Tank connector

tank connector or tank coupler is a fitting which connects a pipe to a cistern, allowing water to be drawn from the cistern, and in some circumstances, allowing water to enter it.

Tank connectors are typically found on cold water storage cisterns and feed and expansion cisterns. They are usually made out of brass and accommodate the pipe via a compression fitting, although plastic push-fit tank connectors can be purchased. Tank connectors are typically available as 15mm, 22mm, and 28mm fittings.

A tank connector typically consists of a flange at one end and a compression fitting on the other. A washer is usually supplied with the fitting and should be secured via the flange on the inside cistern wall. A second washer for the outer cistern wall is recommended. Ideally, the flange will have a hexagonal shape so that a pair of adjustable grips can easily be used to secure the fitting in place.

Cold water storage cistern

A cold water storage cistern will have at least two tank connectors: one for the overflow, and one for drawing off cold water to supply the hot water cylinder. The connector for the overflow is normally a 22mm fitting in accordance with Byelaw regulations, or 28mm under Scottish regulations.

The connector for the hot water cylinder supply is usually a 22mm fitting, although a 28mm fitting may be necessary for larger households. Where the cold water storage cistern supplies cold water outputs, it is vital that the outlet for the hot water cylinder is fitted higher than the cold outlet, so that if the water in the cistern is exhausted, the hot water will stop flowing before the cold does. This means that an individual taking a shower will not be scalded if the water in the cistern runs out: the water will run cold, not hot.

In order to prevent the ingestion of sediment or limescale into the plumbing system, tank connectors should be fitted at least 50 – 75mm above the base of the cistern. However, water regulations recommend that, where possible, outlets should be fitted to the bottom of the cistern in order to prevent sediment from gathering in the first place. Tank connectors should be fitted on the opposite side of a cistern to the inlet, ensuring the circulation of water through the cistern in order to prevent stagnation.

Feed and expansion cistern

A feed and expansion cistern will also have two tank connectors: one for the overflow, and one for connecting the cistern to a 15mm feed pipe which supplies central heating system with water and allows for the water, when heated, to flow back up into the cistern as it expands. For this reason, this pipe should never be fitted with an isolation valve.

The water level in a feed and expansion cistern is adjusted so that when the central heating system is cool, the water level is only slightly higher than the outlet. This is so that the water in the central heating system has the space to expand when heated. The cistern must be able to accommodate the expansion of the water by approximately 4% of its original volume, and the elevated water level must be at least 25 mm / 1 inch below the overflow.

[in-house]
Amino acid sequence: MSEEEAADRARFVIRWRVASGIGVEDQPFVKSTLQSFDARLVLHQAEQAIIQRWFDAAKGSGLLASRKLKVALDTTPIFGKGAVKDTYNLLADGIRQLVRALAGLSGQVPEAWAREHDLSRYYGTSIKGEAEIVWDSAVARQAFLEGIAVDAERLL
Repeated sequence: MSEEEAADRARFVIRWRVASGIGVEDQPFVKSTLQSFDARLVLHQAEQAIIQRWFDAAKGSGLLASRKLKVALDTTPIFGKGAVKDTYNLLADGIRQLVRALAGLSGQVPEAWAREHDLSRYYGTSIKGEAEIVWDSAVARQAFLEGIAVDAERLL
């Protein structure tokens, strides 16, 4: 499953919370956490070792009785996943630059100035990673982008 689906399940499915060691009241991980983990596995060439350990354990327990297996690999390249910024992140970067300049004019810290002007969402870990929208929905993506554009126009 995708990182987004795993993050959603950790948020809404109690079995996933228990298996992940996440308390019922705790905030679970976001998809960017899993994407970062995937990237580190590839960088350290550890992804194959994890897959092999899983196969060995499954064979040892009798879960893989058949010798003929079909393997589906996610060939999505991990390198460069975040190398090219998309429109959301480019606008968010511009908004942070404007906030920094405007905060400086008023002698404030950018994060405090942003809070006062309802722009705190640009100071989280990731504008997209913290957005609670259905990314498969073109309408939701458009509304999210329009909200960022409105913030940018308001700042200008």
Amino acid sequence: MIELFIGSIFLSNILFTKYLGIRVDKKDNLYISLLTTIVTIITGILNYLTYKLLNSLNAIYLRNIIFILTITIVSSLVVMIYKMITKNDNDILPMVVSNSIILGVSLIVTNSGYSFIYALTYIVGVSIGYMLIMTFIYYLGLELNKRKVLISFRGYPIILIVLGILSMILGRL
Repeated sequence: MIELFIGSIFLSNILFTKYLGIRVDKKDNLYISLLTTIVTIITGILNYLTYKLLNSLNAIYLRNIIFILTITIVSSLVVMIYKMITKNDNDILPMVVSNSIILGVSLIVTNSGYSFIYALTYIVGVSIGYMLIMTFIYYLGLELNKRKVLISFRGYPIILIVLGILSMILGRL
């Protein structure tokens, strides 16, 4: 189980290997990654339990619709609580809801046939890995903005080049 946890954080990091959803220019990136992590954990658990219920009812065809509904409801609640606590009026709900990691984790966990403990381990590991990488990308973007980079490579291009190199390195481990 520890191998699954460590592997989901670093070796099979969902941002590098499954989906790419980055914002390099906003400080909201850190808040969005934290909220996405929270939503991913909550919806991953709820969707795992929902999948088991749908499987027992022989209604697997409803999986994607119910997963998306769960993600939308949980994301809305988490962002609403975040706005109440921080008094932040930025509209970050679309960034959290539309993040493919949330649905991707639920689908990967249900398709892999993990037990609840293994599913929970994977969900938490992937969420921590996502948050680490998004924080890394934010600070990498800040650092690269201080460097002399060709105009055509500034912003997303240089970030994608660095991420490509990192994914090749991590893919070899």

How to fit a tank connector

Installing a tank connector on a cistern is a simple task.

  1. Using a marker pen or crayon, mark the location of the tank connector on the cistern wall.
  2. Drill the hole using a 29mm hole saw for a 22mm tank connector, or a 22mm hole saw for a 15mm tank connector.
  3. Remove any swarf created by the drill.
  4. Insert the tank connector into the cistern wall, making sure that the rubber washer is on the inside. Fitting a washer to the outside of the cistern wall is recommend, and will offer an extra layer of security.
  5. Tighten the fitting to create a watertight seal.
  6. Use your fingers to check the fitting for leaks while the cistern is filling. If there are any leaks, drain the cistern and tighten the fitting as necessary. Tightening joints with water in the cistern is poor practice and could lead to disaster if the cistern ruptures.

Tips

  • Tank connectors and the adjacent plumbing of a cistern are usually brass compression fittings. In the event that a blowtorch has to be used in the vicinity of a plastic cistern, take exceptional care to protect the cistern from heat, including the transfer of heat along the pipework to the cistern wall. The use of blowtorches in loft spaces is not advisable due to the fire hazard.
  • In the event that a tank connector must be fitted to a galvanised cistern, the tank connector must separate the cistern wall from any copper pipework. This is to prevent a corrosive electrolysing reaction from occurring.
  • Never use oil-based jointing compounds to make cistern connections. Not only are they likely to contaminate the water in the cistern, they may cause an unwelcome chemical reaction with the plastic of some cisterns.
  • Never make a hole in a plastic cistern by heating a piece of pipework with a blowtorch and pushing it through the cistern wall. This may weaken the surrounding area of the cistern wall and affect its structural integrity. It is also liable to void the manufacturer’s warranty of the cistern.
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